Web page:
Selma (name)

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Selma is a feminine name of uncertain origin. It could be a form of Selima, which in turn is a name first recorded in a poem by Thomas Gray (died 1771). One possibility is that Selima was influenced by the Arabic name Selim meaning "peace".[1] The Turkish name Selma is ultimately of Arabic origin. The use of Selma in Germany and Scandinavia stems from the Ossianic poetry of James Macpherson (died 1796), where it appears as a place name.[2][3][4] Its specific popularity in Sweden is likely due to the Selma poems of Frans Michael Franzén (died 1847). It was later introduced into Denmark by Swedish immigrants, after which it likely became more common due to the works of the author Selma Lagerlöf (died 1940).[5]

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References[edit]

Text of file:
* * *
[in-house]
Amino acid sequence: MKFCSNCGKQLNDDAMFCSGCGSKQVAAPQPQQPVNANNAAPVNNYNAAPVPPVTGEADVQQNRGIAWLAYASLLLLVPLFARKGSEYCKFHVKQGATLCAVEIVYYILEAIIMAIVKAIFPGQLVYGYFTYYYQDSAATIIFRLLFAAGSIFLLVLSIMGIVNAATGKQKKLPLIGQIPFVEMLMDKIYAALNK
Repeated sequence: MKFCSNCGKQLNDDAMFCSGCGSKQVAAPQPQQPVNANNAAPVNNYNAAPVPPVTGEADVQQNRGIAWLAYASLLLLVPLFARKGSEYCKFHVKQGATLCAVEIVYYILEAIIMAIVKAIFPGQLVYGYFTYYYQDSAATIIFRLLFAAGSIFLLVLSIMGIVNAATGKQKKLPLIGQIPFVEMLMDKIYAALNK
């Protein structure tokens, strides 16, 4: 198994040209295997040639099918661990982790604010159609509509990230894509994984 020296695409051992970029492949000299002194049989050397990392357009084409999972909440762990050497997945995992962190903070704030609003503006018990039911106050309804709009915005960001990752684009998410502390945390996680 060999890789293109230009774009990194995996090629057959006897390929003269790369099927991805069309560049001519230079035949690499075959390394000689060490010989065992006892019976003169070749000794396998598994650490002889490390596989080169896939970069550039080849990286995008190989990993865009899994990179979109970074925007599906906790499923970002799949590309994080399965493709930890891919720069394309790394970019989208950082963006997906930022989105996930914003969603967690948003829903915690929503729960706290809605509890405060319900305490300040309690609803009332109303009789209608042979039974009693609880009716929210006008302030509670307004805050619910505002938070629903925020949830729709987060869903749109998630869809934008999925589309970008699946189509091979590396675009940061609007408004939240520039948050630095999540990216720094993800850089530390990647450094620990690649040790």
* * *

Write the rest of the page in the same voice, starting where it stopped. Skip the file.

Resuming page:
• Fellows-Jensen, G (2001). "Danish Place-names in Scotland and Scottish Personal Names in Denmark: A Survey of Recent Research". In Fellows-Jensen, G. Denmark and Scotland: The Cultural and Environmental Resources of Small Nations. Historisk-filosofiske Meddelelser (series vol. 82). Copenhagen: Det Kongelige Danske Videnskabernes Selskab. pp. 123–138. ISBN 87-7876-229-4. ISSN 0106-0481. 
  • Hanks, P; Hardcastle, K; Hodges, F (2006) [1990]. A Dictionary of First Names. Oxford Paperback Reference (2nd ed.). Oxford: Oxford University Press. ISBN 978-0-19-861060-1. 
  • Vigsø, O (2005). "168: The Language of 19th Century Translations II: Danish". In Bandle, O; Braunmüller, K; Jahr, EH; Karker, A; Naumann, H-P; Teleman, U; Elmevik, L; Widmark, G. The Nordic Languages: An International Handbook of the History of the North Germanic Languages. Handbücher zur Sprach- und Kommunikationswissenschaft (series vol. 22). Vol. 2. Berlin: Walter de Gruyter. pp. 1513–1514. ISBN 3 11 017149 X.